Health Minister Malcolm Chisholm is facing a motion of no confidence over his handling of hospital reforms.
Mr Chisholm said he will not revisit past decisions
The Tories will use opposition debating time at Holyrood on Thursday to force a vote on the minister's competence.
The party drafted a motion expressing no confidence in Mr Chisholm's ability to deliver a NHS which serves the needs of local communities across Scotland.
He has received criticism for his handling of the government's planned cuts to hospitals and services.
Conservative leader David McLetchie called on MSPs from all parties to support his party's motion.
He said: "It seems clear to us that there is very little confidence indeed in Malcolm Chisholm as minister for health and very little confidence in his ability to devise and implement a strategy which will make a fundamental change to the way things are going."
He said Mr Chisholm would be "expected to resign", if the motion was passed.
However, Scottish National Party health spokeswoman Shona Robison said the motion was a "missed
opportunity" which should have focused on uniting the parliament on hospital closures.
She said: "While it is true that the SNP has little faith in the health minister, a vote of no confidence is unlikely to gain support from Liberal and Labour members."
The party had hoped for cross-party support for independent MSP Jean Turner's call for the suspension of hospital reorganisation which it believed had a better chance of leading to an executive defeat on the NHS.
Health services right across Scotland face a series of major changes under the Scottish Executive's plans.
NHS boards are drawing up proposals to centralise key services like maternity and accident and emergency with many hospitals facing mergers or closures.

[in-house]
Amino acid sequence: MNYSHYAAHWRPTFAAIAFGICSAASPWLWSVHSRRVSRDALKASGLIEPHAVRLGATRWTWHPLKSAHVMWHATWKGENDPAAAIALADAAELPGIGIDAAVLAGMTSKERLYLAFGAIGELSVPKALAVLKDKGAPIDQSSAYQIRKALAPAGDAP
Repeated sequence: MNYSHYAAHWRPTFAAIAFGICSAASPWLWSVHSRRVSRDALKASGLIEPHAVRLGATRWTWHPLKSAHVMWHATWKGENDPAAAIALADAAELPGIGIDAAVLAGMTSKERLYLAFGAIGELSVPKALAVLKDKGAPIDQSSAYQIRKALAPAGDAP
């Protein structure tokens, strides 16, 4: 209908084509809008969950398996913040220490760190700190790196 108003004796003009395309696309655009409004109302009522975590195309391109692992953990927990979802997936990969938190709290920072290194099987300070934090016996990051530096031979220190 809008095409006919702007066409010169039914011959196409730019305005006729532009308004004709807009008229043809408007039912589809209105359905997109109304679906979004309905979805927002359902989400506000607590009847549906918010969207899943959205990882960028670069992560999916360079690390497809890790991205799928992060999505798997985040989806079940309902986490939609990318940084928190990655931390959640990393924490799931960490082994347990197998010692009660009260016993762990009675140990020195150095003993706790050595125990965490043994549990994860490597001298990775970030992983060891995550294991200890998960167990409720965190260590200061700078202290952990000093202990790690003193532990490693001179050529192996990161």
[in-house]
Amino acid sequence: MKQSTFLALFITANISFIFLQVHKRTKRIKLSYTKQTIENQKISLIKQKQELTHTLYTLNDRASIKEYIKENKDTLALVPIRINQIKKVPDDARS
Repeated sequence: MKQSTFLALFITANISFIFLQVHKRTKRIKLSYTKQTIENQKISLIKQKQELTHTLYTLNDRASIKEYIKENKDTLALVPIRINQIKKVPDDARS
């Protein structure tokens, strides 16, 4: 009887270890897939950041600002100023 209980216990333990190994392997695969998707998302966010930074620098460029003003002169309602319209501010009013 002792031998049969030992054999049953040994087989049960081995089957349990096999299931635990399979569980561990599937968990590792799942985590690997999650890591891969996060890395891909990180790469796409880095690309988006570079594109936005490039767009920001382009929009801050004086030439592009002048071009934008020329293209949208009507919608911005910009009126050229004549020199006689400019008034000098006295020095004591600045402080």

There has been fierce local opposition to the plans right across Scotland.
This weekend there will be a national rally in Glasgow's George Square to protest against the national reorganisation of the NHS.
There has been fierce opposition to the proposed NHS reforms
But the Conservatives will hope to have forced the issue over Mr Chisholm's ministerial ability to a vote in parliament by then.
In the past fortnight the Labour minister has come under increasing fire and was first told by Westminster MPs to "get a grip" on the health service reforms north of the border.
Many of his Commons counterparts are angry at the way he is handling the changes and fear a public backlash over proposed hospital closures ahead of next year's potential general election.
He has since sought to clear up confusion over his role in the changes and told Holyrood's health committee he did not intend to approve any new, or revise any existing proposals, until a national framework had been agreed.
The only exception would be where clinical safety was deemed to be at risk.
HOSPITALS FACING REORGANISATION
1. Balfour Hospital, Kirkwall
2. W' Isles Hospital, Stornoway
3. Caithness Gen. Hospital, Wick
4. Belford Hospital, Fort William
5. Lorne and Isles Hospital, Oban
6. Perth Royal Infirmary
7. Forth Park Hospital, Kirkcaldy
8. Queen Marg't Hospital, Dunfermline
9. Stirling Royal Infirmary
10. Vale of Leven Hospital, Alexandria
11. Inverclyde Royal, Greenock
12. Falkirk Royal
13. St John's Hospital, Livingston
14. Monklands Hospital, Airdrie
15. Stobhill Hospital, Glasgow
16. Western Infirmary, Glasgow
17. Queen Mother's Hospital, Glasgow
18. Victoria Infirmary, Glasgow
19. Wishaw General
20. Hairmyres Hospital, E' Kilbride
21. Ayr Hospital